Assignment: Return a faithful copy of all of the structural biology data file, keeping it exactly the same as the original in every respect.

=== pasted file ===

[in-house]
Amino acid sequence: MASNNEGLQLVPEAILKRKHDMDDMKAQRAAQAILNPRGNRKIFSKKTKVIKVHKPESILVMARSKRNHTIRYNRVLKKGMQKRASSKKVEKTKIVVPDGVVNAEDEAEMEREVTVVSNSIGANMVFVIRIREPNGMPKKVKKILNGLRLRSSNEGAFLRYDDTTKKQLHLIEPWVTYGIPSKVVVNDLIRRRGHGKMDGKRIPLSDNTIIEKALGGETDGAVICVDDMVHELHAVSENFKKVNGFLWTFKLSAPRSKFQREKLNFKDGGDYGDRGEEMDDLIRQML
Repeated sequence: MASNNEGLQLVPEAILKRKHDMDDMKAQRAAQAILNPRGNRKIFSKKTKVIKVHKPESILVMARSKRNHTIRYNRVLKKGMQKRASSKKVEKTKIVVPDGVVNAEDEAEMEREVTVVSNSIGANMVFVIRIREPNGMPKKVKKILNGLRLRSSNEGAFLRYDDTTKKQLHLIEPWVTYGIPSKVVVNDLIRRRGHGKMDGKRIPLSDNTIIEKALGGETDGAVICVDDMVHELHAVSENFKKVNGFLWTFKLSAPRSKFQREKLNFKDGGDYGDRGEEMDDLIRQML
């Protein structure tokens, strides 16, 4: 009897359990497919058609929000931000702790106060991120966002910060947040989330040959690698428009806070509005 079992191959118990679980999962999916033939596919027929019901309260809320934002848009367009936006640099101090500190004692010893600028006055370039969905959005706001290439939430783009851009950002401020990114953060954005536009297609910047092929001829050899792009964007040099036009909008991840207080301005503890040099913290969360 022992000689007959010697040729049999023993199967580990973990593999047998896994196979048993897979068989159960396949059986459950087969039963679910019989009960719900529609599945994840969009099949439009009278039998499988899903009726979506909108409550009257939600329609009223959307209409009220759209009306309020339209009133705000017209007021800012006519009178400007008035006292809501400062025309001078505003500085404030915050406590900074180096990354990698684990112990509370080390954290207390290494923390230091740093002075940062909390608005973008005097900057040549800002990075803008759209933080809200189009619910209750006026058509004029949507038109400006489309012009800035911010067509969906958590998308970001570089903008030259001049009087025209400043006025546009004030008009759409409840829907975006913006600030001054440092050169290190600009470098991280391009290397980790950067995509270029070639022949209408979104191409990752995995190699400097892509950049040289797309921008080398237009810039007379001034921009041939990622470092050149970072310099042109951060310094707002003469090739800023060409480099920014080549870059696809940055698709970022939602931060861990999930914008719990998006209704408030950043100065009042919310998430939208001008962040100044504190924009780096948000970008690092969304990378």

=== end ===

[in-house]
Amino acid sequence: MASNNEGLQLVPEAILKRKHDMDDMKAQRAAQAILNPRGNRKIFSKKTKVIKVHKPESILVMARSKRNHTIRYNRVLKKGMQKRASSKKVEKTKIVVPDGVVNAEDEAEMEREVTVVSNSIGANMVFVIRIREPNGMPKKVKKILNGLRLRSSNEGAFLRYDDTTKKQLHLIEPWVTYGIPSKVVVNDLIRRRGHGKMDGKRIPLSDNTIIEKALGGETDGAVICVDDMVHELHAVSENFKKVNGFLWTFKLSAPRSKFQREKLNFKDGGDYGDRGEEMDDLIRQML
Repeated sequence: MASNNEGLQLVPEAILKRKHDMDDMKAQRAAQAILNPRGNRKIFSKKTKVIKVHKPESILVMARSKRNHTIRYNRVLKKGMQKRASSKKVEKTKIVVPDGVVNAEDEAEMEREVTVVSNSIGANMVFVIRIREPNGMPKKVKKILNGLRLRSSNEGAFLRYDDTTKKQLHLIEPWVTYGIPSKVVVNDLIRRRGHGKMDGKRIPLSDNTIIEKALGGETDGAVICVDDMVHELHAVSENFKKVNGFLWTFKLSAPRSKFQREKLNFKDGGDYGDRGEEMDDLIRQML
């Protein structure tokens, strides 16, 4: 009897359990497919058609929000931000702790106060991120966002910060947040989330040959690698428009806070509005 079992191959118990679980999962999916033939596919027929019901309260809320934002848009367009936006640099101090500190004692010893600028006055370039969905959005706001290439939430783009851009950002401020990114953060954005536009297609910047092929001829050899792009964007040099036009909008991840207080301005503890040099913290969360 022992000689007959010697040729049999023993199967580990973990593999047998896994196979048993897979068989159960396949059986459950087969039963679910019989009960719900529609599945994840969009099949439009009278039998499988899903009726979506909108409550009257939600329609009223959307209409009220759209009306309020339209009133705000017209007021800012006519009178400007008035006292809501400062025309001078505003500085404030915050406590900074180096990354990698684990112990509370080390954290207390290494923390230091740093002075940062909390608005973008005097900057040549800002990075803008759209933080809200189009619910209750006026058509004029949507038109400006489309012009800035911010067509969906958590998308970001570089903008030259001049009087025209400043006025546009004030008009759409409840829907975006913006600030001054440092050169290190600009470098991280391009290397980790950067995509270029070639022949209408979104191409990752995995190699400097892509950049040289797309921008080398237009810039007379001034921009041939990622470092050149970072310099042109951060310094707002003469090739800023060409480099920014080549870059696809940055698709970022939602931060861990999930914008719990998006209704408030950043100065009042919310998430939208001008962040100044504190924009780096948000970008690092969304990378």